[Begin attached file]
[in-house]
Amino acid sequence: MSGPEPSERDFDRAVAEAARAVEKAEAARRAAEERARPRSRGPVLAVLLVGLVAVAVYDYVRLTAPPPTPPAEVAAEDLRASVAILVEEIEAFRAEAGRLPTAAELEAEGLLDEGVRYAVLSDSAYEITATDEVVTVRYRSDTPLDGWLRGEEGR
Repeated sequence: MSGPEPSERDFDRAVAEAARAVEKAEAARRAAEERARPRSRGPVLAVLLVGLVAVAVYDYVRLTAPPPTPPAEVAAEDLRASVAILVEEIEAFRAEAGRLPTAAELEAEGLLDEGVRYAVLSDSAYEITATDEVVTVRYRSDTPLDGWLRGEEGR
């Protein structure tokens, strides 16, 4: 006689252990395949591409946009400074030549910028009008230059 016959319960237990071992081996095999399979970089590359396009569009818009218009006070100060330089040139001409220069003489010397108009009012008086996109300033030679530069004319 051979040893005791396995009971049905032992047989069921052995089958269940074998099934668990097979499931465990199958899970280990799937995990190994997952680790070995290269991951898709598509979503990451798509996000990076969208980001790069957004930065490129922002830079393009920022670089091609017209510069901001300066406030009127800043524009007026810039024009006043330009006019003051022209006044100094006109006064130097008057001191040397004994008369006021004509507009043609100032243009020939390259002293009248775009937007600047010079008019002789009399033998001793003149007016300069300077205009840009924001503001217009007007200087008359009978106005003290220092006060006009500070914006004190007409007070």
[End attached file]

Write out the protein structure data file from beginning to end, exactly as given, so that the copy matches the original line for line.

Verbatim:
[in-house]
Amino acid sequence: MSGPEPSERDFDRAVAEAARAVEKAEAARRAAEERARPRSRGPVLAVLLVGLVAVAVYDYVRLTAPPPTPPAEVAAEDLRASVAILVEEIEAFRAEAGRLPTAAELEAEGLLDEGVRYAVLSDSAYEITATDEVVTVRYRSDTPLDGWLRGEEGR
Repeated sequence: MSGPEPSERDFDRAVAEAARAVEKAEAARRAAEERARPRSRGPVLAVLLVGLVAVAVYDYVRLTAPPPTPPAEVAAEDLRASVAILVEEIEAFRAEAGRLPTAAELEAEGLLDEGVRYAVLSDSAYEITATDEVVTVRYRSDTPLDGWLRGEEGR
């Protein structure tokens, strides 16, 4: 006689252990395949591409946009400074030549910028009008230059 016959319960237990071992081996095999399979970089590359396009569009818009218009006070100060330089040139001409220069003489010397108009009012008086996109300033030679530069004319 051979040893005791396995009971049905032992047989069921052995089958269940074998099934668990097979499931465990199958899970280990799937995990190994997952680790070995290269991951898709598509979503990451798509996000990076969208980001790069957004930065490129922002830079393009920022670089091609017209510069901001300066406030009127800043524009007026810039024009006043330009006019003051022209006044100094006109006064130097008057001191040397004994008369006021004509507009043609100032243009020939390259002293009248775009937007600047010079008019002789009399033998001793003149007016300069300077205009840009924001503001217009007007200087008359009978106005003290220092006060006009500070914006004190007409007070």